Breasts and Battle Scars

I remember the first sprouting of my breasts. It felt like it had happened overnight, as though I had rolled over onto two triangular slices of brie cheese while I slept. I couldn’t feel them initially—they were covered comfortably by my school uniform in the first year—but soon after, their presence became a physical and emotional weight on me. From the stares I received, to the muffled comments spoken after an intrusive observer walked past us: “your tits are huge.” I realised then that something had changed interminably, and that I would no longer be able to hide behind anything, let alone my school uniform. 

It was then that eyes took on a new meaning for me. They weren’t simply a means of seeing, but also judgement. I hadn’t before understood that others could have such a strong opinion on something so fundamentally unchangeable about myself, and that their perspective would matter in any capacity. By the time I was in the 7th grade, I was a C cup and I'd lost control of my body and would continue losing control until I turned nineteen - until I realised that my body was nobody else’s business. Until then, control was in the hands of those around me; the ones who watched, labeled, and questioned the woman I was gradually becoming.  

At twelve years old I was forced into old bras that belonged to my aunt (significantly less developed than I was) for no other reason than, perhaps, the apparently unnecessary spending of money on a well-fitting bra. It still puzzles me – why did my mother never take me to get fitted? Was she attempting to ignore my rapid development into a woman? A woman similarly shaped and just as uncomfortable around food as she was?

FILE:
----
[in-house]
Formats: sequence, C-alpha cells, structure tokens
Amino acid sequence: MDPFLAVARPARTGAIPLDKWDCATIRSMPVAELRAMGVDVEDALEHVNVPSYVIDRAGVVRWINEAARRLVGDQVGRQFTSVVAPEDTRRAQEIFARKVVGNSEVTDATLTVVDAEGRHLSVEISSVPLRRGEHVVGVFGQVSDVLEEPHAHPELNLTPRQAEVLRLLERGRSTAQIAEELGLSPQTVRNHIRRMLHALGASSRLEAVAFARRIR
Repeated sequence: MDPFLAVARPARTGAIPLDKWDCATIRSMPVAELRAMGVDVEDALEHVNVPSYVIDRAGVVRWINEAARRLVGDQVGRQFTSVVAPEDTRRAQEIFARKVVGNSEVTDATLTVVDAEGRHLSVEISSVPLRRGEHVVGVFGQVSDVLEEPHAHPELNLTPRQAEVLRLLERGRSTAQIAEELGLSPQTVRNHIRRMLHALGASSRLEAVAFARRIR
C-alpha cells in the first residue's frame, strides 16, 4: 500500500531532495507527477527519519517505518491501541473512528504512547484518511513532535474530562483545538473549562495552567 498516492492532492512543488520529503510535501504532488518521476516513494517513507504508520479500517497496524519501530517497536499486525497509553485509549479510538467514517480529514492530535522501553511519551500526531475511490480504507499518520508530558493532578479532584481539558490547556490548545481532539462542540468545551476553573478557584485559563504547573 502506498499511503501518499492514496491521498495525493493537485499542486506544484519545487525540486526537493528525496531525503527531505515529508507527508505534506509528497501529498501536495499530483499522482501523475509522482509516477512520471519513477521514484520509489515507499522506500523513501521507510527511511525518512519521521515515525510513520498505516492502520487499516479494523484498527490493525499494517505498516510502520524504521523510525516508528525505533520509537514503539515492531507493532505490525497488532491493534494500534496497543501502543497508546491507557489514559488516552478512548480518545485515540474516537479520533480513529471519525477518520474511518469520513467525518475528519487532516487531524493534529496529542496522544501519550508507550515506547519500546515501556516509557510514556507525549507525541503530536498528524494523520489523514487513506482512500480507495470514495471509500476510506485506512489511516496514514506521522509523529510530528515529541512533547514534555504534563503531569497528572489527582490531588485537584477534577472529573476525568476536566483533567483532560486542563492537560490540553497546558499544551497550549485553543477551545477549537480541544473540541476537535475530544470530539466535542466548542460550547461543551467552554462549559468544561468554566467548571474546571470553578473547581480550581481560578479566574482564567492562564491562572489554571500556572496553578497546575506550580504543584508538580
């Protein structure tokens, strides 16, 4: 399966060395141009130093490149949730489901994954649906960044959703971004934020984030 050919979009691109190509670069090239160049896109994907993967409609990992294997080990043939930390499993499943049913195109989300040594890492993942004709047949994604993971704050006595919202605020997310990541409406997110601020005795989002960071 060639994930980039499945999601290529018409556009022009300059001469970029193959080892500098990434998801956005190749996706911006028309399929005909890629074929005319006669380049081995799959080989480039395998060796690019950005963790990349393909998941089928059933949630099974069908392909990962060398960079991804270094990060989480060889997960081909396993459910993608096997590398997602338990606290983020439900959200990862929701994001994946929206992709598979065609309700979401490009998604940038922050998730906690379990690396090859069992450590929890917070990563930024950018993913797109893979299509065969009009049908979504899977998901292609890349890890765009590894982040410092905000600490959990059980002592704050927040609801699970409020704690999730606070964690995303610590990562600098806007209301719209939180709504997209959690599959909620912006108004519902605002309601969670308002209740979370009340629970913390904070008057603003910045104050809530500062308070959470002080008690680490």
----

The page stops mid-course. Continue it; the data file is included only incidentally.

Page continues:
The jump in cup sizes seemed to correlate with my growing gluttony. Food didn’t seem to satiate me anymore, and I turned to sneaking “fattening” treats to gorge on while my parents weren’t looking for excitement. They scolded me when they saw, but never stopped buying the problem foods. It became like a dance, the way I’d skip quietly down the stairs and pirouette around the kitchen island before carefully creaking the refrigerator door open. There was a thrill in knowing that I could indulge in my sweets without the added side eye and saltiness. Soon the rest of me began to grow along with my breasts. I jumped significant sizes from 8th to 10th grade and the reaction to it was palpable. I had never found myself ugly, but it was clear from the way others were treating me that I had to start. 

Any self confidence I had was berated out of me and twisted into delusion. Mirrors became a gateway into what felt like undeserved vanity. I would constantly check myself to make sure that nothing more was ‘out of place’; that I at least looked okay, and didn’t invite any more attention. I hid myself away in public and exploded with creativity and unbridled desire when I was alone. I was trapped in the notion that who I was then was who I was going to be forever. Slowly, much like the ill-fitting bras I was forced into as a pre-teen, my genuine self was spilling out of the edges of an ill-fitting identity. 

At nineteen, it finally hit me that I didn’t have to settle for a sense of self that felt so antithetical to who I actually was. I had held the control all along. I took advantage of it by changing what I wanted and highlighting what was already there. During that year I lost a significant amount of weight, but held on to my cup size and all the insecurities previously attached to it. I felt lighter physically, though emotionally I still lug around the weight of who I was perceived to have been for all of those years. I had accepted this forced identity as absolute, and the undoing is a work in progress.

Today, my bra fits. The indentations left on my skin by previous bras too small and too tight may have faded, yet those embedded into my psyche will always be there. The feeling of too much comfort will forever gnaw at me, saying “this isn’t right”, because contentment was never something to be too proud of. Growing up, contentment with yourself, with your body, was unnerving to those who didn’t have it. To those around me, it was an attack, and they felt the need to fight back. I imagine battle scars trailing along my ribs and around my back. I have learnt that elevating my beauty, and allowing my body to exist publicly is nothing I should be ashamed of.